Beef Market Advisor

Thursday, October 18, 2001

Making Cent$ Out Of Today’s Cattle Market

Beef cow producers are facing more market price uncertainty now than at any time that I can remember in my thirty-plus year career. The National economy is apparently going into a recession and the world economy has also slowed down.

Beef exports are down in year 2001. Japan, our biggest beef export customer, is in a pro-longed recession. South Korea has back off on its beef imports from the U.S. Deteriorating macroeconomic conditions (U.S. and worldwide) and the added uncertainty from terrorist attacks on the U.S., cloud the beef demand picture and the cattle price outlook.

In the last recession, beef demand held up fairly well as long as people were employed; however, I watched unemployment as a beef demand indicator. As unemployment went up, beef demand went down. I argue that people prefer to eat beef as long as a paycheck is coming in. Once they are unemployed, they cut down on beef consumption to one or two days a week or cut beef out of their diet completely and move on down the meat counter to the lower priced meats.

The current drop in feeder calf prices:
Several things are impacting calf prices in the U.S. (and I believe Canada) besides the Terrorist attacks. Let me summarize and then let's look at some management strategies.
1. Canada and U.S. carcass weights are at an all time record. This is the same as adding 1000's of cattle to the beef supply.
a. Example: Add 10 lbs to slaughter weights. With 650,000 head slaughtered a week that comes to 6,500,000 extra pounds. Assume a 1250 pound average slaughter weight and the added 10 pounds is the same as adding 5,200 head of slaughter cattle per week.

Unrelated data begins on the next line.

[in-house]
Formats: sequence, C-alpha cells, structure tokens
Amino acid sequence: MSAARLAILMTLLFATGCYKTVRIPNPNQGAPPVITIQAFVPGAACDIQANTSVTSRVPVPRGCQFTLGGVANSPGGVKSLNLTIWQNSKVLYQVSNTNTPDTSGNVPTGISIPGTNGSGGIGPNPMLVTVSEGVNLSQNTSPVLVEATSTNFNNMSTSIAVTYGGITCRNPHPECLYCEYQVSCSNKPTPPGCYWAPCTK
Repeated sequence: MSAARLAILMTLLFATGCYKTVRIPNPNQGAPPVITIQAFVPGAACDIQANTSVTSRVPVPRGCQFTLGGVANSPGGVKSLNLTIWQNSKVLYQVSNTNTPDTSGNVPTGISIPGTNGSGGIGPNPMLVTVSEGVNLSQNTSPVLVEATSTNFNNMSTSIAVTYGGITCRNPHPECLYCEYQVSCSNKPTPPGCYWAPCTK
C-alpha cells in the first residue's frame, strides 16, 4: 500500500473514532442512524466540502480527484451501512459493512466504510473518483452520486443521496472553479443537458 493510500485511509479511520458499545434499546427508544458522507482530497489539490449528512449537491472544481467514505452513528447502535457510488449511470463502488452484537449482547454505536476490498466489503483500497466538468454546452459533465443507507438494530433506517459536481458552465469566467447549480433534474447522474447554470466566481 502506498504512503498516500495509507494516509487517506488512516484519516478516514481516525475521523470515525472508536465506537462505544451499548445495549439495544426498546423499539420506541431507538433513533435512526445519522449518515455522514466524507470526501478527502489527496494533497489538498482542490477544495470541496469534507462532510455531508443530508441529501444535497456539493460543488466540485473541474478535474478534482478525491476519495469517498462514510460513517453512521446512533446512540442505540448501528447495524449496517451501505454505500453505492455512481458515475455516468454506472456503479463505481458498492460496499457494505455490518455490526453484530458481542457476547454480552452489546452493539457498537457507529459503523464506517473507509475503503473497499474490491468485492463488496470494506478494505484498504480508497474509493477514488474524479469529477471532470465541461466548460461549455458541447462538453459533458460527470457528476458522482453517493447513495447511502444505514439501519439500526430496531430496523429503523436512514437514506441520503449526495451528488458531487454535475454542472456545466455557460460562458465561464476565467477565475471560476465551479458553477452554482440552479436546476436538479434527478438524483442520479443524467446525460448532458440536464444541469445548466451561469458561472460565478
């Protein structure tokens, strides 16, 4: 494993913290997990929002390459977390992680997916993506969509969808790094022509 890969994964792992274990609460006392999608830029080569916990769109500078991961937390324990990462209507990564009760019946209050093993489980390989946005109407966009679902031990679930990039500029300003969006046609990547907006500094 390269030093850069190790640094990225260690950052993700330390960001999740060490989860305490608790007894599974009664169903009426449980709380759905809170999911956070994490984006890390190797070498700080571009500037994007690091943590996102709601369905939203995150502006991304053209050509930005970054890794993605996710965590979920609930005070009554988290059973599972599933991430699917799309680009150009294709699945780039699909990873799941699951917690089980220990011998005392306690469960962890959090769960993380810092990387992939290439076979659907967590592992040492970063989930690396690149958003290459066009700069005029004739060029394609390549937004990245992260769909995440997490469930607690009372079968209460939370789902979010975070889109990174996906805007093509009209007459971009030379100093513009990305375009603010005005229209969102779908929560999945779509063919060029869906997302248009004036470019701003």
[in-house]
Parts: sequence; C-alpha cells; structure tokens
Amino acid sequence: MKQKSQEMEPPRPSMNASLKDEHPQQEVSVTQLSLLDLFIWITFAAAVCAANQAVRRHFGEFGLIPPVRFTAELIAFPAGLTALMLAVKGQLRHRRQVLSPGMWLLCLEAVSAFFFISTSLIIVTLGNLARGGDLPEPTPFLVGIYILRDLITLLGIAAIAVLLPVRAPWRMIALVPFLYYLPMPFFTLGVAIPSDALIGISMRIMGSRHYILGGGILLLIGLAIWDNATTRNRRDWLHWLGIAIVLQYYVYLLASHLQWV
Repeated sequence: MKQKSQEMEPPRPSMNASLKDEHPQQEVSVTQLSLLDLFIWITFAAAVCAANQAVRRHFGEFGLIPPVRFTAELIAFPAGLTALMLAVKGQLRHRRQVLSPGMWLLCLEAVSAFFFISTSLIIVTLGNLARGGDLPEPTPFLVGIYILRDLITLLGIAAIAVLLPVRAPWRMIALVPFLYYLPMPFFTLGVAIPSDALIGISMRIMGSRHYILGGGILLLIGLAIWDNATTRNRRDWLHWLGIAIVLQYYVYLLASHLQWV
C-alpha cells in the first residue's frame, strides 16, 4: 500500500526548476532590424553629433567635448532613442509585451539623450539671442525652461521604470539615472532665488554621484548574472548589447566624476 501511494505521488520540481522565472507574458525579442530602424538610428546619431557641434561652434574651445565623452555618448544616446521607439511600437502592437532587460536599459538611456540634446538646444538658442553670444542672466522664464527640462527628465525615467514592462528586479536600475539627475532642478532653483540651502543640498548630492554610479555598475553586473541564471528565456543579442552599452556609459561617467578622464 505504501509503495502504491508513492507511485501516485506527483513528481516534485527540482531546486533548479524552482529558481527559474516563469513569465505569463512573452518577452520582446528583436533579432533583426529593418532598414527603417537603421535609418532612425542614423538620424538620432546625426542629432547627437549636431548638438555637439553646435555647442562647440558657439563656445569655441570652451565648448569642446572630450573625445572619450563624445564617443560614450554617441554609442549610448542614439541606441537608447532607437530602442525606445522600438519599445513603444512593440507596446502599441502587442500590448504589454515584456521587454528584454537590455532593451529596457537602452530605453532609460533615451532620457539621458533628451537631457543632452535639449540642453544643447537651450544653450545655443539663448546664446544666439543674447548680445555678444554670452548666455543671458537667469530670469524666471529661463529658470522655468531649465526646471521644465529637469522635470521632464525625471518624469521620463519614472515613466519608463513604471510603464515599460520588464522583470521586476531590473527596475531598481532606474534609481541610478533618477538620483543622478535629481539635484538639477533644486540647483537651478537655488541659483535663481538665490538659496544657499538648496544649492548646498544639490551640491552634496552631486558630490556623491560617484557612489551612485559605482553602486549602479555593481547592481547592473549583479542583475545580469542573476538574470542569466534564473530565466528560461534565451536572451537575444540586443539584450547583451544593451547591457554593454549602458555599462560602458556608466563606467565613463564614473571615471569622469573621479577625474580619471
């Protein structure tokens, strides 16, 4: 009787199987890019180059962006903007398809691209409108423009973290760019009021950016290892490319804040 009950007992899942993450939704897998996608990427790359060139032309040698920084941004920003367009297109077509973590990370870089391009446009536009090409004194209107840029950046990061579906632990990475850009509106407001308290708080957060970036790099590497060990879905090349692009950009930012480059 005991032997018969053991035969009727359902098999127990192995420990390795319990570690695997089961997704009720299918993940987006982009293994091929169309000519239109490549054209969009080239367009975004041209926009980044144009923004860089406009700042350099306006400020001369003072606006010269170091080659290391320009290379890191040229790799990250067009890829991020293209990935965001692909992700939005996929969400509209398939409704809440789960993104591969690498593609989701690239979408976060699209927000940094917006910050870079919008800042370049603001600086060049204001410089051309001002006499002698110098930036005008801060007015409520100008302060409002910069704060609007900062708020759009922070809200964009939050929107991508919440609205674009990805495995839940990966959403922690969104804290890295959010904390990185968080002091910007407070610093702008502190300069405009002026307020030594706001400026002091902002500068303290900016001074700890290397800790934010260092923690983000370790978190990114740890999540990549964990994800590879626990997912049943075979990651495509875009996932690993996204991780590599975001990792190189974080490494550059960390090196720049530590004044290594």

b. Beef supply, however, is projected to drop off dramatically in 2002 and 2003.
i. When heifers are diverted from the feedlots to breeding herds, beef supply will drop.
2. Beef exports have been down for the total year. Japan, our biggest customer, is in an economic recession. Beef exports to South Korea are also down dramatically.
3. The terrorist attacks has reduced travel and restaurant eating out. Restaurant beef is high valued beef so the total value of carcasses is down. Grinding more and more meat into hamburger drags the total carcass value down.
4. Cattle feeders have been losing money for several months because they over bid the price of feeder cattle.
5. Large numbers of cattle are on feed. Many went on feed early due to drought in U.S. and I suspect in Western Canada.
a. The good news here is that many of these are "calf feds" that will take more days to finish so they will not come to market for a while.

Now for my marketing recommendations

Marketing 2001 Calves:
In response to a ranch family’s email question where the family normally markets their calves at weaning:
I advised them to hold onto their calves and to market them after the first of the year. I expect feeder cattle prices to recover by or before the first of the year. My current budgets for marketing 2001 calves as feeders after the 1st of the year suggests a potential of $20-$40 additional profit by backgrounding
and selling the calves as 800 pound feeders.